You’ve heard about President Biden’s executive order suspending rules saying gas stations cannot sell E-15 gasoline during the summer months as a way to fend off high gas prices.
Gas stations typically cannot sell E-15, which is gasoline mixed with 15-percent ethanol made from corn, during the summer months. The policy has been in place as a rule to fend off climate change because of how E-15 impacts the climate.
But, because of high gas prices, the White House is suspending this policy to give you some relief.
“It’s always got to be balanced against the very important environmental considerations that are part of this,” said Transportation Secretary Pete Buttigieg in Tell City this week. “But, I do think the steps that wouldn’t normally be on the table have to be considered in a time like this because we care continuing to fight these price increases with everything we’ve got.”
Buttigieg kept with what the White House has been saying all along that the war in Ukraine is the main reason for the high gas prices we’re experiencing.
So with the switch to E-15 in the summer, which is cheap to make and thus cheaper to sell, will you notice a difference when you put it in your car?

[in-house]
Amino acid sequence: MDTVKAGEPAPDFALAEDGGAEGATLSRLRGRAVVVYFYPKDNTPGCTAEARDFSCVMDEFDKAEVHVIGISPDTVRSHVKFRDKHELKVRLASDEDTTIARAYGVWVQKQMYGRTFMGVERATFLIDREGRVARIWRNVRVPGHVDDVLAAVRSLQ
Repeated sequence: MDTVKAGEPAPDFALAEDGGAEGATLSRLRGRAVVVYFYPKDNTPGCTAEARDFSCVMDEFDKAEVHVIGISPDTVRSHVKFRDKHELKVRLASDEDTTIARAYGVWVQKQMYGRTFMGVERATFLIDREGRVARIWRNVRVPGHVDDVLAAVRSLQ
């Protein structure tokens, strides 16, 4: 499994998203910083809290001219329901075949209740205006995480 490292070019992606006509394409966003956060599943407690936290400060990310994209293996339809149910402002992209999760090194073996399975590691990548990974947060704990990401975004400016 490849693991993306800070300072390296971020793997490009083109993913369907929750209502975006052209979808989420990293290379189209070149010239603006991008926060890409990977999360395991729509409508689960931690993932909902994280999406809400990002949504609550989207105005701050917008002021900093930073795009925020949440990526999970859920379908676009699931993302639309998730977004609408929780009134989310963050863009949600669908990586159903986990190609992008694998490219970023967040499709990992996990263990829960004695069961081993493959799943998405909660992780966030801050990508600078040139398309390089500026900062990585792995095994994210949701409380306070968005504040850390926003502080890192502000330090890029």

“Normal pump gas is E-10, so it already has 10-percent ethanol in it,” said Ivy Tech instructor Rob Finney on WISH-TV, who also serves as a fuel consultant for the auto racing industry. “An E-15 is going to perform very similarly, in fact, most people won’t notice a difference.”
Finney said it’s always good to check your owner’s manual, but said that any cars after 2001 will take E-15 without any issues.
For those concerned about the impact it will have on the climate this summer, Finney adds that most cars now are designed to negate the environmental impacts of E-15.
“The concern is (E-15) causes the gasoline to vaporize quicker, which can get up in the atmosphere and cause issues when it reacts with the sunlight,” said Finney. “In reality, all the cars made in the last 10 to 15 years have vapor recovery systems.”
Gas prices are expected to drop an extra 10-to-15 cents because of the expansion of E-15 use.